Native and colonial Americans fished for shad for sustenance, often smoking the flesh and consuming the roe as a delicacy.
American shad continued to be an important recreational and commercial fishery throughout the 20th Century. However, the shad stock has since dramatically declined due to shoreline development, pollution and over fishing, and as a result all recreational and commercial fisheries for American shad were closed in 2010.
As part of an effort to restore American shad (Alosa sapidissima) in New York, DEC Fisheries staff, in collaboration with the PA Fish and Boat Commission, recently stocked 322,000 American shad fry (young fish) into the Susquehanna River in Endicott, Broome County, NY.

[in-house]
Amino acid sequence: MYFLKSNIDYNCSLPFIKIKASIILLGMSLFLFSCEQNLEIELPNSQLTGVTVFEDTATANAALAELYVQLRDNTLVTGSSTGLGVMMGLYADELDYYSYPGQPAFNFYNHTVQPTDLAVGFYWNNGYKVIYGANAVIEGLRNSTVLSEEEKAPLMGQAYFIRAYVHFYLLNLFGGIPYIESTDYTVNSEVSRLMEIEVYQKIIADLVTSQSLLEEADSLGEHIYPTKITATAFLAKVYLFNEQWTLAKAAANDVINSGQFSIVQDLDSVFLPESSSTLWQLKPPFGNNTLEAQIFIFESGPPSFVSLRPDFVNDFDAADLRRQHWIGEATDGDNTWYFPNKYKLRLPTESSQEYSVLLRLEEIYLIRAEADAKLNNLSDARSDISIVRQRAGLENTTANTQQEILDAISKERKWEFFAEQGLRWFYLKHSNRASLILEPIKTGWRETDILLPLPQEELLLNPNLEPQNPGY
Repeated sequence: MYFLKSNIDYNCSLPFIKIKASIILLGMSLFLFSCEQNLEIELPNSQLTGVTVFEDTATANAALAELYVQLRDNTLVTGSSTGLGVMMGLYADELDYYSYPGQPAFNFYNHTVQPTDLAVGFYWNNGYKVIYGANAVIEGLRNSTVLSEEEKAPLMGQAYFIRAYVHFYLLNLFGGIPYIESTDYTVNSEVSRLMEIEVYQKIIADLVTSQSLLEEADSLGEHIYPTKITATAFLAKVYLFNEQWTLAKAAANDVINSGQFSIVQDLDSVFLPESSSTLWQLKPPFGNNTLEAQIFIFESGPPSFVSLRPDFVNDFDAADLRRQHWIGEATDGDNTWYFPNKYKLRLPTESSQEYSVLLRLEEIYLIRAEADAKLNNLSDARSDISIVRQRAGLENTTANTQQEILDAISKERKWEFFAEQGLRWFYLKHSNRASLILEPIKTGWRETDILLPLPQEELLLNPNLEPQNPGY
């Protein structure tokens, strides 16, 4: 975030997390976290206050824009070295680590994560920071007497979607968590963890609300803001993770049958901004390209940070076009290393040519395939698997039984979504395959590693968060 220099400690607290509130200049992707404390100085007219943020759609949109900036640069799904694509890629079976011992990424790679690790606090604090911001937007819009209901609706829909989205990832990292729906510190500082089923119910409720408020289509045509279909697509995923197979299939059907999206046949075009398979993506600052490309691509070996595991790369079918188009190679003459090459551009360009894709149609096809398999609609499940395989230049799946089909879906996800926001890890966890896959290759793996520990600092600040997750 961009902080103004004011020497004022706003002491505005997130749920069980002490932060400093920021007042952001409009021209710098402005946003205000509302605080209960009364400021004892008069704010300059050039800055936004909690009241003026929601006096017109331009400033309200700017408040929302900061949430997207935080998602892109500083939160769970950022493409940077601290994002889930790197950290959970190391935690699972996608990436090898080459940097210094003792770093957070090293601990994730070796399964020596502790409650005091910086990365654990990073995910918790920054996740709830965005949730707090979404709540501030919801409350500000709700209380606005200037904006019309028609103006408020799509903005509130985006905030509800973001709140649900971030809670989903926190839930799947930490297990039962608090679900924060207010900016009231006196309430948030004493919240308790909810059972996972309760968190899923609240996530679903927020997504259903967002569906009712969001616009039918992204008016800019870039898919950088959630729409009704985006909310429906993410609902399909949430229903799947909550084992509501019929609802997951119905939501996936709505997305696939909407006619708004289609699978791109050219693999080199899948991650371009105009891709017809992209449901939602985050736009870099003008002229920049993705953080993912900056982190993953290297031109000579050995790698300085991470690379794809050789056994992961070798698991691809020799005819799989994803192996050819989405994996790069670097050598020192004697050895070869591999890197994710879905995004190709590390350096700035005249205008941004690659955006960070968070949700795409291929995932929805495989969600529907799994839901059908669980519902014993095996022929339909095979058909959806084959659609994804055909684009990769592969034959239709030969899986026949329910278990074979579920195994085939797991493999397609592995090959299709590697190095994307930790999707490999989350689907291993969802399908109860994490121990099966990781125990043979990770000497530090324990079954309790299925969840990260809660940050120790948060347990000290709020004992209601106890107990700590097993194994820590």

The eggs and milt were collected from Potomac River fish and reared at the Van Dyke State Fish Hatchery in Pennsylvania for 30 days before making their journey up to New York. Prior to stocking, fish were marked so if they are recaptured, staff will be able to obtain useful information on fish growth, movement, and stocking success.
Stocking the shad further upstream will give them more time to grow larger, hopefully increasing their chance of survival and the success of restoring this migratory species.
Photo of American Shad restoration program provided.